Sanders Stumps for Former Campaign Coordinator
2016 Democratic Presidential Candidate and Independent Senator from Vermont, Bernie Sanders, was in Iowa Friday, giving his support for his former campaign coordinator for Iowa’s third congressional district, before stopping to hold a rally in Cedar Rapids. This is Sanders’ third trip back to the First-in-the-Nation caucus state since the 2016 election, making an appearance as the keynote speaker at the Citizens for Community Improvement (CCI) last summer. Last fall, Sanders stopped in Iowa City for his ‘Bernie Sanders’ Guide to Political Revolution’ book tour.
Sanders’ appearance at the Curate in the East Village in Des Moines was as the headline speaker for a rally supporting Pete D’Alessandro. He is challenging Republican Congressman David Young.
Sanders’ speech was predominantly focused on reinforcing the aspects of his “political revolution” that took his campaign toe-to-toe with Hillary Clinton, before narrowly losing in Iowa in 2016. Sanders called for a $15 minimum wage, Medicare-for-all, tuition-free public higher and secondary education, as well as for campaign finance reform.
Sanders is an avowed socialist.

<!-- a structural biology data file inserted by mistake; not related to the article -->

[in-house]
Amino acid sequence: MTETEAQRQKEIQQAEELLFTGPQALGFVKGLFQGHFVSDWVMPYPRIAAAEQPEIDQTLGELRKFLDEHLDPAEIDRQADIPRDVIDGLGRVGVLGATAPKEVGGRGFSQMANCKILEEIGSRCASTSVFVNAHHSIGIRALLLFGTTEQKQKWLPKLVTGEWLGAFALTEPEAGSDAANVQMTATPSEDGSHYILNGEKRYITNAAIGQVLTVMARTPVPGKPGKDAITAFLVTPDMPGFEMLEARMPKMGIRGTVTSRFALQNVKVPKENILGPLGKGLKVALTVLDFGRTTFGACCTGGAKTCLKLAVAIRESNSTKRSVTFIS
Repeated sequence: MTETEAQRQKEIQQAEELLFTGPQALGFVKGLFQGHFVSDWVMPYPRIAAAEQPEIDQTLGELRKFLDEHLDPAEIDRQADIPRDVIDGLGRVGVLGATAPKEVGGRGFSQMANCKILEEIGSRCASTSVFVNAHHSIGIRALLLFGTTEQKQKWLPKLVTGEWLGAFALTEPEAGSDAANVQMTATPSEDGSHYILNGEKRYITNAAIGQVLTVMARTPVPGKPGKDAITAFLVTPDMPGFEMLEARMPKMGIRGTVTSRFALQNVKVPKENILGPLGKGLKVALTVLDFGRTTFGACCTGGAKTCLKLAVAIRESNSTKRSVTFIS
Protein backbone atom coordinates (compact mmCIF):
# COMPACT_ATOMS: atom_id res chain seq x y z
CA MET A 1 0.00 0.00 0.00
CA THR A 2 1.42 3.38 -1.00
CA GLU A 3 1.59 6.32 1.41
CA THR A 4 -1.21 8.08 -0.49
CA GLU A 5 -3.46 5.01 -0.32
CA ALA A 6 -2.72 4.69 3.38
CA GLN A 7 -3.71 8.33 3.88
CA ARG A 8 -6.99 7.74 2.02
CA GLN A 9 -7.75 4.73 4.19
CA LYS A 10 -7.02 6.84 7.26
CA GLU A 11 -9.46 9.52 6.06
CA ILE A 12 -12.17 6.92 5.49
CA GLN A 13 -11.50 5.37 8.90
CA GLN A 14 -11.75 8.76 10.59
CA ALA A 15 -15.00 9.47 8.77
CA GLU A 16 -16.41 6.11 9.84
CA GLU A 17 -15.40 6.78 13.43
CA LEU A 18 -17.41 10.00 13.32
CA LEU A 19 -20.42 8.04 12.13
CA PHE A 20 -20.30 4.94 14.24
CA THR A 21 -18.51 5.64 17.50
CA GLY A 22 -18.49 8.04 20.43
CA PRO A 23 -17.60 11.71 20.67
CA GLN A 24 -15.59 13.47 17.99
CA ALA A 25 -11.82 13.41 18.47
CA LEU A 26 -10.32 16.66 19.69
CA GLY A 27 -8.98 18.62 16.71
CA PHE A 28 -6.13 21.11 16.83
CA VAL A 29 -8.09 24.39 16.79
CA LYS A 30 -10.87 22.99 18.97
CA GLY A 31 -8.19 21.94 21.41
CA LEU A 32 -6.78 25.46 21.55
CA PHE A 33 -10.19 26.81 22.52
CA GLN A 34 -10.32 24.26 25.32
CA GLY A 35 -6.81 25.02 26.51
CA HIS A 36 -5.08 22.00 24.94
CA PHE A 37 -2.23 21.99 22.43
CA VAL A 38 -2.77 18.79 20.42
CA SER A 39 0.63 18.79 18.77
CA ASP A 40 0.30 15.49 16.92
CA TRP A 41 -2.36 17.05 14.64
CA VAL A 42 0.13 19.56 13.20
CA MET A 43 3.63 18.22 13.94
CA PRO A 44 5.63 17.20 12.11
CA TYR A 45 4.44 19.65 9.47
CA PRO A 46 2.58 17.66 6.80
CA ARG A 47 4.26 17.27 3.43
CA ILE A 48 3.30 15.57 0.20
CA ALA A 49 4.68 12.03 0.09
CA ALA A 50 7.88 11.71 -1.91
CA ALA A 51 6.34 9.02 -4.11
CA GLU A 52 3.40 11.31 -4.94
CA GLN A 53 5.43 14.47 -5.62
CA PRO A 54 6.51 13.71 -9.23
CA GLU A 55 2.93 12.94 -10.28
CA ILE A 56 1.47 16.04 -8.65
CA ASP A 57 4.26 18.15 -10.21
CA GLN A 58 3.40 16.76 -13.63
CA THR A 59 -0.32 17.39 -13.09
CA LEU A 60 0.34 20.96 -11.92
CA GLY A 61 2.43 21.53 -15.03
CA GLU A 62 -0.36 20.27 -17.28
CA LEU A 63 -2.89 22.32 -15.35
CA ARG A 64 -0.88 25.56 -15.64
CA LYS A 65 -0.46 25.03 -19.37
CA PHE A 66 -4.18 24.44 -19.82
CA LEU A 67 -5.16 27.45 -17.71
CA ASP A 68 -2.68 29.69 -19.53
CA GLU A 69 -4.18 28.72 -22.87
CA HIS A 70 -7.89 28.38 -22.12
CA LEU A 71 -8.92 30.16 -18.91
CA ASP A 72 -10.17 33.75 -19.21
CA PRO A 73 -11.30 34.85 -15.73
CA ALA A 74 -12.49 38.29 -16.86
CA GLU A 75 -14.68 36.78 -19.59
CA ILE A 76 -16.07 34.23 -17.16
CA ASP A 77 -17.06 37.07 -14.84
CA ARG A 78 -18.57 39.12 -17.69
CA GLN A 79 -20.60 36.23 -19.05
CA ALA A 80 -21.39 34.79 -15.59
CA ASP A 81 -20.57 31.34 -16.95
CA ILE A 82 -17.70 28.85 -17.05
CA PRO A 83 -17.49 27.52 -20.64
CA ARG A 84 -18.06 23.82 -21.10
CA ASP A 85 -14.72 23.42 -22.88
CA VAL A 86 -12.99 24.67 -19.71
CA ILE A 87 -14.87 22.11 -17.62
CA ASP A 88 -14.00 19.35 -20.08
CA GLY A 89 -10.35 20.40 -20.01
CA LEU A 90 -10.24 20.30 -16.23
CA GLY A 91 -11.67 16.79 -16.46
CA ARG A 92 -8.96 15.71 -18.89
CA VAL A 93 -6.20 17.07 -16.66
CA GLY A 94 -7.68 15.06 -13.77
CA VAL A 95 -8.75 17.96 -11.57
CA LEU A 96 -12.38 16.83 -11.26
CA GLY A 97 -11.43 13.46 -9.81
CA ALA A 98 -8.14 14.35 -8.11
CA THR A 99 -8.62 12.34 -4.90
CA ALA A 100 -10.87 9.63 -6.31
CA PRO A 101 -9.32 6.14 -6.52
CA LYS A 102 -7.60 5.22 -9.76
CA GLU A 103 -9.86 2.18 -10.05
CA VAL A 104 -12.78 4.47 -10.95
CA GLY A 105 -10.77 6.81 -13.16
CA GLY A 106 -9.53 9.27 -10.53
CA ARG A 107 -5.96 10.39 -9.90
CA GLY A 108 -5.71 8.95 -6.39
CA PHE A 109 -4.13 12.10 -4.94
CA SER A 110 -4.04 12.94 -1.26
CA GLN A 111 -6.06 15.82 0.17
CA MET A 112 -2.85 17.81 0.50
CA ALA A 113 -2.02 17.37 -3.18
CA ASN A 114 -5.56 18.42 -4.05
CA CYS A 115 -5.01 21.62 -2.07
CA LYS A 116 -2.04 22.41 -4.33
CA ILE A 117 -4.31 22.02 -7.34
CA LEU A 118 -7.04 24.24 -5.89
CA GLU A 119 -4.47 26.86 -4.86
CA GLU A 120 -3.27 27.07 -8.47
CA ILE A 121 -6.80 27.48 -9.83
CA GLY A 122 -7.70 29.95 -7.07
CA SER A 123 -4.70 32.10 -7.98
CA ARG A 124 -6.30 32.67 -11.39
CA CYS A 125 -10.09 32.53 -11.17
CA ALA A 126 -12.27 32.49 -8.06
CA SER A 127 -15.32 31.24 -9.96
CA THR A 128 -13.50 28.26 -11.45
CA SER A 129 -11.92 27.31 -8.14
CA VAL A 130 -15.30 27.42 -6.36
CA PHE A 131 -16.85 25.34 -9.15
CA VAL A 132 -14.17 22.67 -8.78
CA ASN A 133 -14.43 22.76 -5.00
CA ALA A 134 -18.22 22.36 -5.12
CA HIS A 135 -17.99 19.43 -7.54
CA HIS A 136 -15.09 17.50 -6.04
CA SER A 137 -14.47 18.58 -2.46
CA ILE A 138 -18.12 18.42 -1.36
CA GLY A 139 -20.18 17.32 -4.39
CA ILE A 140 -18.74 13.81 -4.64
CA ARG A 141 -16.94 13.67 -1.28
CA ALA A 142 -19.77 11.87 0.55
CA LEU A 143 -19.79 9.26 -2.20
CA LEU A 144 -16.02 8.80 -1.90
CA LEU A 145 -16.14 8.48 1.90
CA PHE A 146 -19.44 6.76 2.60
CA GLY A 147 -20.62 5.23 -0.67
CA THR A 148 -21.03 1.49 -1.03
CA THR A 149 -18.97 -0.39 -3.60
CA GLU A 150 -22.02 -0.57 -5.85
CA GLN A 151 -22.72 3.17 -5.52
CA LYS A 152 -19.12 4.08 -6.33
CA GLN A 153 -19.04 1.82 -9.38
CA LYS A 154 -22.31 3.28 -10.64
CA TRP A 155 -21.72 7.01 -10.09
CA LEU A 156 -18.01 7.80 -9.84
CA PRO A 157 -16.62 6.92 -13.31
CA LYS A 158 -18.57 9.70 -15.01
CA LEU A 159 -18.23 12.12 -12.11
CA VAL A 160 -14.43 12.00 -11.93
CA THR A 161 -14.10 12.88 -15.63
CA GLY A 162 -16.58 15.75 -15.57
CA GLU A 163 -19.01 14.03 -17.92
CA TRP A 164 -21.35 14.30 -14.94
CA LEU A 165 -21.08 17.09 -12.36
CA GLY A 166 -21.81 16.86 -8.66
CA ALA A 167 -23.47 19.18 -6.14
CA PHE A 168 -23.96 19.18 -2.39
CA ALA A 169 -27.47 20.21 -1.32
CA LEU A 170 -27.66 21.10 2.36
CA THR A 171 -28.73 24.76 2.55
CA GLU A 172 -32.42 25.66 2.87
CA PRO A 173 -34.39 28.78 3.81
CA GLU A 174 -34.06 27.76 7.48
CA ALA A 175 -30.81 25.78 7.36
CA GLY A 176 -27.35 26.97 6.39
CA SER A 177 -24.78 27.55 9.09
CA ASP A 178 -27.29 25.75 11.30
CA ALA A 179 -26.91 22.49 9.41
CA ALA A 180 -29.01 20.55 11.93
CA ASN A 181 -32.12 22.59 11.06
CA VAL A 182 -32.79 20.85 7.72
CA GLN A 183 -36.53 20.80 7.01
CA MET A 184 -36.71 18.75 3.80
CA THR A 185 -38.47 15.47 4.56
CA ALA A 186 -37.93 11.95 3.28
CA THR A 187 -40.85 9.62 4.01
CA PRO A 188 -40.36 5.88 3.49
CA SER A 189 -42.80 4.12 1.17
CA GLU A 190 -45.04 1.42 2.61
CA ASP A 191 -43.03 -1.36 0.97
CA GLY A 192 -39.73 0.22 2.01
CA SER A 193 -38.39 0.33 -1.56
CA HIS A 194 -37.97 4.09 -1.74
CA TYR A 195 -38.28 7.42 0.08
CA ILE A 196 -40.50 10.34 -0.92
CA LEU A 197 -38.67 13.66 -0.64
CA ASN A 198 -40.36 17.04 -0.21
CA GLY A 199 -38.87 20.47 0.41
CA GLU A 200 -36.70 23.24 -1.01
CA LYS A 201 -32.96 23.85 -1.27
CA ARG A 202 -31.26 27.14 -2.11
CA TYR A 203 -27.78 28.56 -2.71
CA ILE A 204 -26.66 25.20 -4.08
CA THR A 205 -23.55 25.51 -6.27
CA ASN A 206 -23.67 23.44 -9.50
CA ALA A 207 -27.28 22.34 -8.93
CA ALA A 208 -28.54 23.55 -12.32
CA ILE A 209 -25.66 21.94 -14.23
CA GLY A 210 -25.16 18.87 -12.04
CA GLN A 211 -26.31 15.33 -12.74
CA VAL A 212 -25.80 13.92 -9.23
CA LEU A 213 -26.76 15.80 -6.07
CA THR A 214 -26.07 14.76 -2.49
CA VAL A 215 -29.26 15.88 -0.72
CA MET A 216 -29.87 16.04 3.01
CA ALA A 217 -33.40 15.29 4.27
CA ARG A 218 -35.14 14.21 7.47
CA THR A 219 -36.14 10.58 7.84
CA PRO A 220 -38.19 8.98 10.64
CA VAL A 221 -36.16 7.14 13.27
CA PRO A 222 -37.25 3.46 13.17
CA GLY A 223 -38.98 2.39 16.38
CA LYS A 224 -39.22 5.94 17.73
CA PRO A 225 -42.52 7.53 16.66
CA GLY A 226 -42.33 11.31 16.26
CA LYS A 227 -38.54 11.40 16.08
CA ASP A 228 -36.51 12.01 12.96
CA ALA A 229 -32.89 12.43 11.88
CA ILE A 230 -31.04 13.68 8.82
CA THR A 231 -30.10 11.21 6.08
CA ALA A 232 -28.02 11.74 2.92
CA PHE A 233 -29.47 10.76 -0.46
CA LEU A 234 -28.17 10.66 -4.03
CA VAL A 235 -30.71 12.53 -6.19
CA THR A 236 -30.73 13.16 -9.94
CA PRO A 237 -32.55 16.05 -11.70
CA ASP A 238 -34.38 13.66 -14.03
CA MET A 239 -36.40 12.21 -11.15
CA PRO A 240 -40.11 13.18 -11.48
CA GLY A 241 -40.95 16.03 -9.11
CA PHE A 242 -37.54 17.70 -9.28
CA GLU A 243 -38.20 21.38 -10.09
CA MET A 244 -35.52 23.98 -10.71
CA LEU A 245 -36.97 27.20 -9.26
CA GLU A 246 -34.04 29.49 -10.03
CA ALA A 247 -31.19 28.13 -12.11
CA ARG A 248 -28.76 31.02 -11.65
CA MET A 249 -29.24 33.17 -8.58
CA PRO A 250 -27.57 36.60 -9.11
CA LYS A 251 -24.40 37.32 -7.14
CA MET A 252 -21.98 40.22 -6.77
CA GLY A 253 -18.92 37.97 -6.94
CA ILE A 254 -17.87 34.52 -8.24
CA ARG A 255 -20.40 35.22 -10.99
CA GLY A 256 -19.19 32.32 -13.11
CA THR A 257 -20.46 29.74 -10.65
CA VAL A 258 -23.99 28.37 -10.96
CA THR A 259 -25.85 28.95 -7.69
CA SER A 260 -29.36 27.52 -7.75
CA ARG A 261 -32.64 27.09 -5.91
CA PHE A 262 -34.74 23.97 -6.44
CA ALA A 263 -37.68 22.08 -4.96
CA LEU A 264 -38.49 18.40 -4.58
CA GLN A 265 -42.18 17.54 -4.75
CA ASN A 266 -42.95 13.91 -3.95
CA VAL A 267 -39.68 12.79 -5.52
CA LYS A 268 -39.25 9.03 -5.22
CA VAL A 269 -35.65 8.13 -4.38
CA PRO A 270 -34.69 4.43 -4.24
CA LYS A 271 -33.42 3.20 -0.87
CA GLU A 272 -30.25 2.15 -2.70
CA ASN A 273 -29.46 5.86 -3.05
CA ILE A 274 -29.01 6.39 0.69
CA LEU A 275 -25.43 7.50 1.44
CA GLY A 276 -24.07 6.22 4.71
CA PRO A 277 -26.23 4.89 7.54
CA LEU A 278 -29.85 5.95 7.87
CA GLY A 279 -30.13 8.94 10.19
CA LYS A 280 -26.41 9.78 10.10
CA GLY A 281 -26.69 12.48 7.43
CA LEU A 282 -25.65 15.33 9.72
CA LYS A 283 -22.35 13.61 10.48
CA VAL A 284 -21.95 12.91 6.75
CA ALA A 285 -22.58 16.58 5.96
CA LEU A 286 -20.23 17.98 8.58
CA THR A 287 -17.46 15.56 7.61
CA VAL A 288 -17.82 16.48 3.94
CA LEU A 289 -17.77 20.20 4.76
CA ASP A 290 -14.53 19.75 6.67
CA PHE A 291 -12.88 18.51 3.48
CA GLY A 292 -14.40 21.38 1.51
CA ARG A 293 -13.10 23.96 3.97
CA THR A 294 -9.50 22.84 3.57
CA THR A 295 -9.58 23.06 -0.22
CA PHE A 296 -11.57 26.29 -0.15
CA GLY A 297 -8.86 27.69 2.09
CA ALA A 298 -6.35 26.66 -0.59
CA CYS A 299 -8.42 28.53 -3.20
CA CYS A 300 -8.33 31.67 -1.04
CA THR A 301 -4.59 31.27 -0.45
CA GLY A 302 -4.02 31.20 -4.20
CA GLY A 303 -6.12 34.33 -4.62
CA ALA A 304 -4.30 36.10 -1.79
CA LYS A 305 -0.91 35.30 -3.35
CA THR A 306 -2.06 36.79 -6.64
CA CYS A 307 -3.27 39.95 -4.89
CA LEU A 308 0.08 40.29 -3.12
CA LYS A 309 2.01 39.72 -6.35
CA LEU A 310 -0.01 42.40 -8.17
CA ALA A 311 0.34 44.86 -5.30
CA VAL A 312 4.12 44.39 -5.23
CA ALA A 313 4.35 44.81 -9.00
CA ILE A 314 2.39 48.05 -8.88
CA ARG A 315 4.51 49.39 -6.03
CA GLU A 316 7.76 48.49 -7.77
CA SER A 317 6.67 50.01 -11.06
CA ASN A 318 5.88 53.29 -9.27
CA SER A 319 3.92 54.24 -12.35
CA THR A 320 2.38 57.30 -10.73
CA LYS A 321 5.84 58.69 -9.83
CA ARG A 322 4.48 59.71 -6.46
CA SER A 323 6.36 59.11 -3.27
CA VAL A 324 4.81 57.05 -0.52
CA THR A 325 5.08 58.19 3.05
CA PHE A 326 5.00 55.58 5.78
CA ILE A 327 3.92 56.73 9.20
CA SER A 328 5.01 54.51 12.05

“We are in the process in Iowa, and in Illinois, Vermont, all over the country of transforming American politics,” Sanders said. “Of ending government by the rich and for the rich, for the government of the people, by the people and for the people.”
Sanders additionally highlighted the need to offer more protections for Deferred Action for Childhood Arrivals, and to create and enforce meaningful gun legislation by mandating background checks and closing gun show loopholes, as well as funding the country’s mental health system. However, in response to crowd calls for an assault weapons ban, Sanders deferred and asked the crowd to allow him to continue his speech. Sanders faced considerable criticism for his past positions on gun control during the Democratic primary.
With three visits to the state within a year-and-a-half, it can be interpreted that Sanders is maintaining his public image and getting an early start to energizing a base ahead of 2020. Sanders, 76, deferred questions from reporters throughout the week about eyeing another presidential run, stating that a victory for progressives in 2018 comes first, and is most important.
D’Alessandro faces five other opponents for the Democratic nomination for the third district, a majority of which have been able to raise money to take on incumbent Young. In terms of cash-on-hand at the end of the most recent campaign finance reporting cycle, D’Alessandro ranks fourth with only $27,956. Three candidates already have at least $150,000 in cash-on-hand as of the reporting deadline last month. D’Alessandro’s campaign has stated that contributions are small in number as he relies on donations from individual supporters rather than large Political Action Committees (PACs), following Sanders’ path in the 2016 presidential race in which he did not accept large donations from PACs.
Volunteers from several other campaigns were in attendance with petitions to ensure candidates were on county ballots, including Democratic candidates for governor Cathy Glasson and Nate Boulton. A number of leading Democratic candidates were in attendance.